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City of Tonawanda agrees to sell 14 acres for condo project

The City of Tonawanda has agreed to sell a 14-acre vacant, wooded lot along Little League Drive for $160,000 to David Home Builders so the developer can build 95 townhouse-style condominiums.

The proposed project, which is subject to planning and zoning board approvals, would include 95 single-story, attached homes, with two-car garages, two-plus bedrooms, two-full baths, and patios. One road through the property will connect from Fletcher Street to Veterans Park.

It would be the first subdivision of new homes built in the City of Tonawanda in about three decades.

The site is currently known as the Little League Drive Subdivision and the project has been named Riverwalk Villas by David Home Builders.

City of Tonawanda Mayor Rick Davis signed an agreement late last week to allow the home builder to purchase the lot. David Home owner David Stapleton presented the city with an array of concepts in September 2015 and this past April the city named David Homes as the preferred developer while a contract was negotiated.

Although the project has moved one step closer to completion, it is not a done deal, said Common Council President Jenna N. Koch. "There's a long way to go for this. They have to meet with the Planning Board and the Zoning Board, but this is a step in the right direction."

Fourth Ward Councilman Timothy J. Toth, whose ward includes the land, has been a vocal opponent of the project and said he campaigned against the development two years ago. But at Tuesday night's Common Council meeting, Toth said he was ready to see the deal move forward. He said Stapleton has worked with residents to make sure their concerns were heard, which he said "certainly changed my opinion of the project."

He told residents after the meeting that David Home Builders had made a concessions on the roads going in and out of the subdivision, buffer zones and easements and has agreed to put in lights, curbing, roads, sidewalks - all the infrastructure - before the deed is granted.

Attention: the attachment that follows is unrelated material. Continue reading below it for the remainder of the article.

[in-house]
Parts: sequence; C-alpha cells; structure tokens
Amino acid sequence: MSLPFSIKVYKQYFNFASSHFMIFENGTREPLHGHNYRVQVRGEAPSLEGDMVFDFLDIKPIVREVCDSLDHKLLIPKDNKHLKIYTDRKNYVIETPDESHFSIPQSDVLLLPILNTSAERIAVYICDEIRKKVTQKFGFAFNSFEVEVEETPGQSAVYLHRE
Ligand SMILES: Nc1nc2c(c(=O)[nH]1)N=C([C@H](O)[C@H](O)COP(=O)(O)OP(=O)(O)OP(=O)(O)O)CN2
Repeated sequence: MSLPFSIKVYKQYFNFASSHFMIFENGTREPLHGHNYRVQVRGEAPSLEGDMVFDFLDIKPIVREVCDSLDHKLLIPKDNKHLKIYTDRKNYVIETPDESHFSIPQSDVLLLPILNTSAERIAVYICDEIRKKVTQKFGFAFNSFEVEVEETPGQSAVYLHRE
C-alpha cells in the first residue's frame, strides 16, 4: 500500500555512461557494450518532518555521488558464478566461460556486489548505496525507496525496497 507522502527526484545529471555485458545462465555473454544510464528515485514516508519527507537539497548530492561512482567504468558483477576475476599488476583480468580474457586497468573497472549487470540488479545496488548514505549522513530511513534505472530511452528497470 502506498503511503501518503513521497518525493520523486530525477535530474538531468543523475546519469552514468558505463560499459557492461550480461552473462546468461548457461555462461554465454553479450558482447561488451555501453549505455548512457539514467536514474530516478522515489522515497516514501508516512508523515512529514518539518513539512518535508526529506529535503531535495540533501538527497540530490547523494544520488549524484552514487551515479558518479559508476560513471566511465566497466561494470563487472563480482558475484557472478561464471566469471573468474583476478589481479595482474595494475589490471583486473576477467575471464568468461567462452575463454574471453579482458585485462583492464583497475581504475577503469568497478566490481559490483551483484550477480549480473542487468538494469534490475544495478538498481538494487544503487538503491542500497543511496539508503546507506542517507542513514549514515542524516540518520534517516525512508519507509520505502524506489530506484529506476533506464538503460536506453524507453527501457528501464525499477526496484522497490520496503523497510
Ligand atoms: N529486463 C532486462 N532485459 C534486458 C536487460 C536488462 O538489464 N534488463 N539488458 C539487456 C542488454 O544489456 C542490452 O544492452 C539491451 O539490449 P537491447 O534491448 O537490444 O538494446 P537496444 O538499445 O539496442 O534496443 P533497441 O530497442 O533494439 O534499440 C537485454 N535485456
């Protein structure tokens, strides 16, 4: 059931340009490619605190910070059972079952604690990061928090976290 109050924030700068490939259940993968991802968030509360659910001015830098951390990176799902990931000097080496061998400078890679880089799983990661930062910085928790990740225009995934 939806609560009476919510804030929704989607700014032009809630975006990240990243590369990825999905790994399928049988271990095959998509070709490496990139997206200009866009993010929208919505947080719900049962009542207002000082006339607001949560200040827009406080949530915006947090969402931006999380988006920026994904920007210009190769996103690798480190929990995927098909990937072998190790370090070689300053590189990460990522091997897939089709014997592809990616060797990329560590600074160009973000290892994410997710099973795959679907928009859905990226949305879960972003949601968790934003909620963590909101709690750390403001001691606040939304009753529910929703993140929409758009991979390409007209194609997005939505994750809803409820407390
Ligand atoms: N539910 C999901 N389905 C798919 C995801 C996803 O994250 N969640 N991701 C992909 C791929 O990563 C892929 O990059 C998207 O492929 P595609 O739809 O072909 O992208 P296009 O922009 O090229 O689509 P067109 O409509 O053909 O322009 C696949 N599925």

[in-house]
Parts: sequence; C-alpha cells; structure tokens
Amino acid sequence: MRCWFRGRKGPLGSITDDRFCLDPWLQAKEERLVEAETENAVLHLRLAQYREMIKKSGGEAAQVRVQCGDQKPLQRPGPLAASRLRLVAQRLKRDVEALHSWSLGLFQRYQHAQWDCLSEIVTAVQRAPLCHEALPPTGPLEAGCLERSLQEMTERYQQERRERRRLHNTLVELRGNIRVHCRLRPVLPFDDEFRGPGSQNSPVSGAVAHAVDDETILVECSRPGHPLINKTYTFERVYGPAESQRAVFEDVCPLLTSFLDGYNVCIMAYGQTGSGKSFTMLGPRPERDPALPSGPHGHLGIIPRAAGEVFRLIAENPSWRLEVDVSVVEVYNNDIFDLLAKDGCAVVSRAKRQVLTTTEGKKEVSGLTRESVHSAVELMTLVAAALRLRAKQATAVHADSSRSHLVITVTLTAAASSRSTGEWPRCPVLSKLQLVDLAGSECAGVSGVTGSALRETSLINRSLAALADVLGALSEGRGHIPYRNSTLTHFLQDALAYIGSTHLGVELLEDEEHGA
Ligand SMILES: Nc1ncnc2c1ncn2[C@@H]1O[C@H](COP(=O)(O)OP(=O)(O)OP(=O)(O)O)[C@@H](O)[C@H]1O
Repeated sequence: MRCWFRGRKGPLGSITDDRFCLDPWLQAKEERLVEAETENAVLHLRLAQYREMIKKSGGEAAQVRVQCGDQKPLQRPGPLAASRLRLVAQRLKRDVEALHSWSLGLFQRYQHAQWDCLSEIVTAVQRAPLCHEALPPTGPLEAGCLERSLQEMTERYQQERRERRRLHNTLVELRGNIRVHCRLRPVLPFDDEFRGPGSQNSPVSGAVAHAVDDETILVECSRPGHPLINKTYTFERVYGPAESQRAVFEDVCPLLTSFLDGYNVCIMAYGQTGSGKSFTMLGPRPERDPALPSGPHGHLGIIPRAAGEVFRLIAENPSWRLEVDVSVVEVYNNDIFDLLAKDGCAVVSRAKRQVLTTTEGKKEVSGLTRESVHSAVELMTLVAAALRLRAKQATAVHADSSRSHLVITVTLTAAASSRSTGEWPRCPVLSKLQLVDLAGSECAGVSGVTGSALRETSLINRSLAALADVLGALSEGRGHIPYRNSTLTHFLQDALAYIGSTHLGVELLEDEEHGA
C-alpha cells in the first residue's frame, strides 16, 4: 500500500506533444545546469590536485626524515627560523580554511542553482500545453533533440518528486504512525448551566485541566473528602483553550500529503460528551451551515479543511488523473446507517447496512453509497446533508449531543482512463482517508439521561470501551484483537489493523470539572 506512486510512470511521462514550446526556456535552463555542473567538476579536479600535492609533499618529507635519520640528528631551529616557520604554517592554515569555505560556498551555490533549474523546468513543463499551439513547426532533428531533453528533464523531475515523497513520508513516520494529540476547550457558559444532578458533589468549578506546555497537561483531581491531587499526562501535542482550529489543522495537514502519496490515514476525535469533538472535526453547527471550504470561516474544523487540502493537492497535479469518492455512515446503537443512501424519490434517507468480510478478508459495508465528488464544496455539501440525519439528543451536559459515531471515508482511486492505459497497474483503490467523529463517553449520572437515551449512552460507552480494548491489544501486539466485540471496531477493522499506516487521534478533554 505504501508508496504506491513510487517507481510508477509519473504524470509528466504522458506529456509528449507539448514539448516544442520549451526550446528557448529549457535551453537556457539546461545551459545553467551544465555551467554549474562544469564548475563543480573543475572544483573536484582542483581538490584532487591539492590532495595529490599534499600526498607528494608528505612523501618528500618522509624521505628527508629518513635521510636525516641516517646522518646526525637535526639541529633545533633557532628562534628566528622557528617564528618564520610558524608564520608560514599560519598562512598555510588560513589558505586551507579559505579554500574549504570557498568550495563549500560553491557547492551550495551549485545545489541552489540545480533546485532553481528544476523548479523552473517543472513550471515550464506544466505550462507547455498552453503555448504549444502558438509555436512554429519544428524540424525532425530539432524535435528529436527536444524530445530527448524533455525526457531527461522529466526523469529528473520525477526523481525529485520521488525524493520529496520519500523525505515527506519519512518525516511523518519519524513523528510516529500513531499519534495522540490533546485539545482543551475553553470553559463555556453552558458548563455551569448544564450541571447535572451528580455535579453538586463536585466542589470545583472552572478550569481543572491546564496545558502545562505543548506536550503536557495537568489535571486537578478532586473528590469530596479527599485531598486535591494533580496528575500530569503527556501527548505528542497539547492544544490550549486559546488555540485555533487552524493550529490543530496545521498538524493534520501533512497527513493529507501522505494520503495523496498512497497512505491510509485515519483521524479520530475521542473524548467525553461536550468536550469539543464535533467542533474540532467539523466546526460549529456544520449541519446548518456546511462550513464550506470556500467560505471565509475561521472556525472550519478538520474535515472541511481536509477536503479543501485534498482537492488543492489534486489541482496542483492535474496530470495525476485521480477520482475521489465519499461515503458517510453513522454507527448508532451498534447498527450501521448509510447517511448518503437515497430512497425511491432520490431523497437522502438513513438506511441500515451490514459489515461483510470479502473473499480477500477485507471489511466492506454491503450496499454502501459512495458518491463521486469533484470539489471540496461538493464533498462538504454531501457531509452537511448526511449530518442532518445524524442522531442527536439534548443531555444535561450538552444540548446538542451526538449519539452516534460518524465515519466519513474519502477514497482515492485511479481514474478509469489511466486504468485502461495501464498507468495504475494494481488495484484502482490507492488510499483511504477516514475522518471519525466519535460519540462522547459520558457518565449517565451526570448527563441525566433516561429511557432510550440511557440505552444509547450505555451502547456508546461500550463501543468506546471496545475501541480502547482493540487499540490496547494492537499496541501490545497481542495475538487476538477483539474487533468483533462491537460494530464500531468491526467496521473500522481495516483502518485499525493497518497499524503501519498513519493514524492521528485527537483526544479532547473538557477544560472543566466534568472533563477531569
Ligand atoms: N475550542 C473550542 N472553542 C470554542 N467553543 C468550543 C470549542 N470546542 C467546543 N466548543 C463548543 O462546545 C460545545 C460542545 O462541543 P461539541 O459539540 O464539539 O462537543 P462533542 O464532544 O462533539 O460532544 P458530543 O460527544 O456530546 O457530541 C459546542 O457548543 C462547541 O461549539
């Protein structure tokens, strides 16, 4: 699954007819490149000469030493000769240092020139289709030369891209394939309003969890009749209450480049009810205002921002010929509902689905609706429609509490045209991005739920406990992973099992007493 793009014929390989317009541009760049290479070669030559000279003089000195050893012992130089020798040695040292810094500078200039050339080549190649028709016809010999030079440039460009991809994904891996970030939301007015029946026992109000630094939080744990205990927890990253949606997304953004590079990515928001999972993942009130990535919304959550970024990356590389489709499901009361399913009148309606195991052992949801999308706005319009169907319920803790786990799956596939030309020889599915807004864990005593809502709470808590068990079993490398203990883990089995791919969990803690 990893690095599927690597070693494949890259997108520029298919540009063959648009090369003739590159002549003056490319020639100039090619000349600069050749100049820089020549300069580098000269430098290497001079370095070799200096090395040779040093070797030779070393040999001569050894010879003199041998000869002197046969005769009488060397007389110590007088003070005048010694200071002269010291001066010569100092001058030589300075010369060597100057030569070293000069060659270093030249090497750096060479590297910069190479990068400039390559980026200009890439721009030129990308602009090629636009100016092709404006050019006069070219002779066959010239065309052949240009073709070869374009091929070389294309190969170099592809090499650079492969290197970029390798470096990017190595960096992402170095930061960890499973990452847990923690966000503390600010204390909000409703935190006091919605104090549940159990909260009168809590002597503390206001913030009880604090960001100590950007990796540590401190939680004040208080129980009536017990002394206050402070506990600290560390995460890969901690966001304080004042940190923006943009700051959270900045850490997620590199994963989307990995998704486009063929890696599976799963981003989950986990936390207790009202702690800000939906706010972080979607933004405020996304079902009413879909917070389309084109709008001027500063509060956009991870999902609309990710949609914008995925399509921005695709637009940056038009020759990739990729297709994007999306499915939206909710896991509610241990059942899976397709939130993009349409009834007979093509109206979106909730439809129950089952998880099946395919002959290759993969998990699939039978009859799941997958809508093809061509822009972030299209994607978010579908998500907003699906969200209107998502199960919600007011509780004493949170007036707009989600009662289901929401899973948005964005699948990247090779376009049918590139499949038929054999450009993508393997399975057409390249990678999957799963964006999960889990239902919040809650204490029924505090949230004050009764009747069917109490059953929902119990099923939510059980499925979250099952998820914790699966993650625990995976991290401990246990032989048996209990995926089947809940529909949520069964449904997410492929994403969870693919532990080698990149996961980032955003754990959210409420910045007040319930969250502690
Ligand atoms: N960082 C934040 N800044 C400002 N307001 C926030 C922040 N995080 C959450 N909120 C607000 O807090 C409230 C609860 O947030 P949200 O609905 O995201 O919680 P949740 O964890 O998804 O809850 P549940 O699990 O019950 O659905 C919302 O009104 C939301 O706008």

"There's probably a million dollars in infrastructure so there's the trade-off," he told residents who thought the selling price was too low.

Toth said his best guess is that the project will not break ground until next spring.

Toth said the project manager will continue to meet with the neighbors and encouraged residents to attend Planning Board meetings and be part of the process.


Koch said there is limited land in the city for development and the council has tried for 12 years to develop that property.

Chuck Gilbert, 1st Ward councilman, said during Tuesday's meeting that city officials started putting this concept together with another builder eight years ago.

"It's been a long eight years. There's still a long way to go, but it's very encouraging to see a new development in the city," said Gilbert.

The Common Council also voted Tuesday to have outside counsel look over the agreement with David Homes, hiring the Hodgson Russ firm to review the negotiations and assist with a final agreement.



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